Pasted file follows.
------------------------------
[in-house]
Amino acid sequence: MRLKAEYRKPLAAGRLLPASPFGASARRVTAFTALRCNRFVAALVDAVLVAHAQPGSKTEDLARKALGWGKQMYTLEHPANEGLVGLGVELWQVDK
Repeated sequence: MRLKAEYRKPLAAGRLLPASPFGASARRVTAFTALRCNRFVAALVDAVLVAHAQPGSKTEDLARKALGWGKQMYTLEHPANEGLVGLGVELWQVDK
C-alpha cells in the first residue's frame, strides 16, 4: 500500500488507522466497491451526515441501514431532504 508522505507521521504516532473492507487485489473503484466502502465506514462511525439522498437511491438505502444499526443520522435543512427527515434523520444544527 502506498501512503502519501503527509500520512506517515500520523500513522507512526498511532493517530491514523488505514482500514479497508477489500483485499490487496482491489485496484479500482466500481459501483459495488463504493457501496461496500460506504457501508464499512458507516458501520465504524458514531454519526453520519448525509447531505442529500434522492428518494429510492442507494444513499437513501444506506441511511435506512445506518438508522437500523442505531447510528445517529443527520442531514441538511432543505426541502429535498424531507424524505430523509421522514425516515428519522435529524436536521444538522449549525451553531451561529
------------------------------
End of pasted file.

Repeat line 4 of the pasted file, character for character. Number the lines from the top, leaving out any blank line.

C-alpha cells in the first residue's frame, strides 16, 4: 500500500488507522466497491451526515441501514431532504 508522505507521521504516532473492507487485489473503484466502502465506514462511525439522498437511491438505502444499526443520522435543512427527515434523520444544527 502506498501512503502519501503527509500520512506517515500520523500513522507512526498511532493517530491514523488505514482500514479497508477489500483485499490487496482491489485496484479500482466500481459501483459495488463504493457501496461496500460506504457501508464499512458507516458501520465504524458514531454519526453520519448525509447531505442529500434522492428518494429510492442507494444513499437513501444506506441511511435506512445506518438508522437500523442505531447510528445517529443527520442531514441538511432543505426541502429535498424531507424524505430523509421522514425516515428519522435529524436536521444538522449549525451553531451561529